April 9, 2012 — -- A British sperm bank founder who guaranteed his customers sperm from "above average" donors apparently made good on his promise by secretly using his own sperm, and may have fathered as many as 600 children in the process.
Austrian-born biologist Bertold Wiesner and his wife, Dr. Mary Barton, created the London-based Barton clinic in the early 1940s. By the time the clinic shut its doors in the 1960s, the couple had used artificial insemination to help infertile middle and upper-class couples produce about 1,500 children. Dr. Barton said in the 1950s that she and her husband guaranteed that "all donors were drawn from intelligent stock" and no donors were accepted unless they were "a little above average."
Wiesner died in 1972 and his wife died ten years later. Dr. Barton destroyed all the clinic's medical records before her death. The couple had supposedly used sperm donations from their family friends to impregnate clients, with an attempt to match the physical characteristics of the clients.
DNA tests conducted on 18 people conceived at the clinic between 1943 and 1962, however, found that Wiesner was the father of 12.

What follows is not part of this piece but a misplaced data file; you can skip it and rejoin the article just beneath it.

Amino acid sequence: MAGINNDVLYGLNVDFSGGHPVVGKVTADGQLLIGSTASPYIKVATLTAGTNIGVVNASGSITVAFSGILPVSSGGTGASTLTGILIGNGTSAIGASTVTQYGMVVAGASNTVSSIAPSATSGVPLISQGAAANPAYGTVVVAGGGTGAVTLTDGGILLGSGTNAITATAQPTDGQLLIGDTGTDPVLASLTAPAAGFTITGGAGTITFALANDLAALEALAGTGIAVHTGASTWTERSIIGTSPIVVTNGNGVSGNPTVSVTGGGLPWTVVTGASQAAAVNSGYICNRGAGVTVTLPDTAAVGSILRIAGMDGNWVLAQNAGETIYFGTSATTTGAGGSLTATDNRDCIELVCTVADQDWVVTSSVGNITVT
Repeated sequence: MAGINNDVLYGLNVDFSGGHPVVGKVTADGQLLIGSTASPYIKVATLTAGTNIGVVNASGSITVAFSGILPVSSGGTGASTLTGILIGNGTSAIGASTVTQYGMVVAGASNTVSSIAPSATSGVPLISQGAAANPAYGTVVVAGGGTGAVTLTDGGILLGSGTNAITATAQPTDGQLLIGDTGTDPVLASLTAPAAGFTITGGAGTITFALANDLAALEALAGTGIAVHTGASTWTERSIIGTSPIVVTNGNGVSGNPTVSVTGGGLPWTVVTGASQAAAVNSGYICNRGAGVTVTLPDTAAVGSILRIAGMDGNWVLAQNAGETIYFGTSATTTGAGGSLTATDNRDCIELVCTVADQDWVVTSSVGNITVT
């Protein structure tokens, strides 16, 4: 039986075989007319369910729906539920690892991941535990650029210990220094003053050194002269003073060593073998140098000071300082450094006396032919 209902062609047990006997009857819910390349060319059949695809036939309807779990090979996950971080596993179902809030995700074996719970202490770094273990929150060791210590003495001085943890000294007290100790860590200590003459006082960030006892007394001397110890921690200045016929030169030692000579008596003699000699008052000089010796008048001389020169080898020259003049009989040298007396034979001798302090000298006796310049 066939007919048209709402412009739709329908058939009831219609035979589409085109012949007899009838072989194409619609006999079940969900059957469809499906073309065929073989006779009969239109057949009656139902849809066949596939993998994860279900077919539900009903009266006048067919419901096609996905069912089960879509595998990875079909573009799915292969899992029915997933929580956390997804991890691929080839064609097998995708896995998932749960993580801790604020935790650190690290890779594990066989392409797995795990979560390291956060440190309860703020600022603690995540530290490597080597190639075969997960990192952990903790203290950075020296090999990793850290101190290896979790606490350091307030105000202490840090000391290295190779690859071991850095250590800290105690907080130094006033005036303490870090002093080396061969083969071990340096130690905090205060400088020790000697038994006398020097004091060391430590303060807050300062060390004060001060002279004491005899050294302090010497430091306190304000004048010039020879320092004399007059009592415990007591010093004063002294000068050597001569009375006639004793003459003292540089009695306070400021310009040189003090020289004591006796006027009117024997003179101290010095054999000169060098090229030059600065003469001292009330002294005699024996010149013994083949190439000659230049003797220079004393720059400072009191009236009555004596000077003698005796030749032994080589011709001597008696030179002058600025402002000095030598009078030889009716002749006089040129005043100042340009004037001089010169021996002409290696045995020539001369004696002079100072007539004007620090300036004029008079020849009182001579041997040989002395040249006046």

According to reports in the British media, one of Wiesner's biological offspring, David Gollancz, has established contact with 11 other children produced with Wiesner's sperm. Gollancz told London's Sunday Times that Wiesner could have provided at least 20 samples per year over the life of the clinic, meaning he could have fathered 300 to 600 children.
"Using standard figures for the number of live births which result, including allowances for twins and miscarriages," said Gollancz, "I estimate that he is responsible for between 300 and 600 children."
In 1990, the British government placed a limit on the number of families that could receive sperm from the same donor. Information on the identity and medical history of the donors is now stored in case it is desired or needed by the children produced via the sperm.
Wiesner's practice of secretly using his own sperm is now outlawed, in part due to the danger that two of his offspring might meet unknowingly and have children of their own.